Hackaday Prize Entry: Pyrotechnics Sequencer with Wireless Control

[visualkev]’s friend was putting on his own fireworks show by lighting each one in turn, then running away. It occurred to [visualkev] that his friend wasn’t really enjoying the show himself because he was ducking for cover instead of watching the fun. Plus, it was kind of dangerous. Accordingly, he applied his hacker skills to the challenge by creating a custom fireworks sequencer.

He used a custom PCB from OSH Park with an ATMega328P controlling eight TPIC6C595 8-bit shift registers, which in turn trip the 64 relays connecting to the fireworks. A 5V regulator supplies the project from 5 5AA batteries, and he kept the wires neat with 8-wire ribbon cables.

Starting the sequence is a generic wireless remote — a cheapie from Walmart — allowing [visualkev]’s friend can launch the fireworks with one hand while working the barbecue tongs with the other.

26 thoughts on “Hackaday Prize Entry: Pyrotechnics Sequencer with Wireless Control

    1. Depends on the municipality and even country this person is located in. It says they live in Phoenix, Arizona. So if that is the case, the prevailing local laws on fireworks would apply and how they apply would depend on what type of fireworks they intend to set off. Briefly looking around, there seem to be plenty of perfectly legal fireworks that are available to be set off in that municipality with no license required to purchase or set off.

      1. That’s a recent change. Used to be that even in libertarian Arizona all fireworks were banned from sale and use. This is due to the extreme danger of wildfires.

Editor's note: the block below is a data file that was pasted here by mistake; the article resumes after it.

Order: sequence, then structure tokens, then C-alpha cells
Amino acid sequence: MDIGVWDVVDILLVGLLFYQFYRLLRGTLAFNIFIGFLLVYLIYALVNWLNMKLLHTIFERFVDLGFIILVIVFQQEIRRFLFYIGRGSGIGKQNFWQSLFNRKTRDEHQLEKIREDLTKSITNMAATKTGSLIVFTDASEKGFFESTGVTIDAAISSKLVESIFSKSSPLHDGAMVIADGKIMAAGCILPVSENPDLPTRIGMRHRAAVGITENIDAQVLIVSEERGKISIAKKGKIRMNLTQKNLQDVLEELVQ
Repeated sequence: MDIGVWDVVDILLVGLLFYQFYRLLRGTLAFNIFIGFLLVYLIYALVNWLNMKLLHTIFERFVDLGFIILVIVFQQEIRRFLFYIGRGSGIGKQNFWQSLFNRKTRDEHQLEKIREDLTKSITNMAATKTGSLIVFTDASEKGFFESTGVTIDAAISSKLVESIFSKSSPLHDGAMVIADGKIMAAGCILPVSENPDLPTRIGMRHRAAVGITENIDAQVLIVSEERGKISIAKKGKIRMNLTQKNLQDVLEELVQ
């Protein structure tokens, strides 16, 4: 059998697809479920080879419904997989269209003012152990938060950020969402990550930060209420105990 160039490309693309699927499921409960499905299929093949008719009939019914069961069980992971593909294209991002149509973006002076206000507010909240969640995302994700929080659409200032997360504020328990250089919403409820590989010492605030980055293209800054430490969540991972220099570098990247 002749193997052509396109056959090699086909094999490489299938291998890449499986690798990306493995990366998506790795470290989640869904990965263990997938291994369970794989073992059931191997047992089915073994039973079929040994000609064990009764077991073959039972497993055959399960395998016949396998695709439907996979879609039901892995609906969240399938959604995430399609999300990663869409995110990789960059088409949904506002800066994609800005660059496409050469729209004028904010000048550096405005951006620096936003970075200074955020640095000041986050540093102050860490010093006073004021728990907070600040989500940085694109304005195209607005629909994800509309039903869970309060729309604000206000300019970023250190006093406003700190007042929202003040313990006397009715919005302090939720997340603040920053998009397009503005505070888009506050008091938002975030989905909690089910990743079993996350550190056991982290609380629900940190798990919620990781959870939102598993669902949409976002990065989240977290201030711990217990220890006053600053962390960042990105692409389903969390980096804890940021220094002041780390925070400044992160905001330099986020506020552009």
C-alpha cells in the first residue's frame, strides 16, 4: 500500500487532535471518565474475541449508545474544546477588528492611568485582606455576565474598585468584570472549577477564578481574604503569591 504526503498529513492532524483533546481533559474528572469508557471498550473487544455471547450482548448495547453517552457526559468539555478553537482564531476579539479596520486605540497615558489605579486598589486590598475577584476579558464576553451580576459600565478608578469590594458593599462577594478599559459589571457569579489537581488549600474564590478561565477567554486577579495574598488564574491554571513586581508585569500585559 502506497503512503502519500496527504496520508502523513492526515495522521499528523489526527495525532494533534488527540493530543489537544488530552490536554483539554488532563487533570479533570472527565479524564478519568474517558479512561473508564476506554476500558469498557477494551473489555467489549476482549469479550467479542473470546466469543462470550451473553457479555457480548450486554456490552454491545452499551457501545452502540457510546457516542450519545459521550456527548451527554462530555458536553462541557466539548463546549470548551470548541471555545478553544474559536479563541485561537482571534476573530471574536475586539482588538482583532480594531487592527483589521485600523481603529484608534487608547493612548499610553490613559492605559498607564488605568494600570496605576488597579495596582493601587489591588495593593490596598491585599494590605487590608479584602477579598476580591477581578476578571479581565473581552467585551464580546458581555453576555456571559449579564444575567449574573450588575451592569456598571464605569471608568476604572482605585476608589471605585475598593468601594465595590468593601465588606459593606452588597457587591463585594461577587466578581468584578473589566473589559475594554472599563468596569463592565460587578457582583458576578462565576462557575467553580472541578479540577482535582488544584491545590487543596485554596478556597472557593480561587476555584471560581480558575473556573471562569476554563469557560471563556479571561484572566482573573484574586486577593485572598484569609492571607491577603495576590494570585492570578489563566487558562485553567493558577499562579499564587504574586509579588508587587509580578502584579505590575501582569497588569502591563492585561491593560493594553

The laws changed in the past decade or so, but there are still county and city regulations especially for rockets or mortars.

        1. I agree with Mike. But this project doesn’t have those. I think there has been 1 (one!) Project I have ever seen that actually thought about how to try and do things safely.

          Absolutely no mention of anything like that here…

        2. Fireworks are triggered by radio control all the time. It is SOP for most display companies. In many jurisdictions shells over a certain size (typically larger than 6″) are required to be electronically detonated, and because of the required setbacks (typically 70 feet of setback per inch of shell) it is a lot easier to do it via radio control than running wires. Contrary to what you might think, radio controlled detonation is often times more dependable. Back when we ran a lot of wires people were constantly tripping over them and yanking the wires out or the e matches out or both. And it is not unusual for the ground to get dewy so you have long runs of wet wire. That being said, you want a remote firing system that has security. That is not just sending an idle carrier, but using some kind of a modulation scheme and some kind of a protocol that includes authentication to. There are also mandated physical aspects, such as key operated switches and dead men to prevent unauthorized and unmanned operation. The nicer units also show all kinds of useful information such as the remote battery level, remote signal strength, remote continuity on each cue etc. This seems a bit lacking in even the basic safety regards. You also need to worry about little things like when you first power the remote unit up, will any of the outputs even ever so briefly go high. That little flicker of an LED when you first turn a non critical project on is a major issue if you have that output connected to a bank of shells.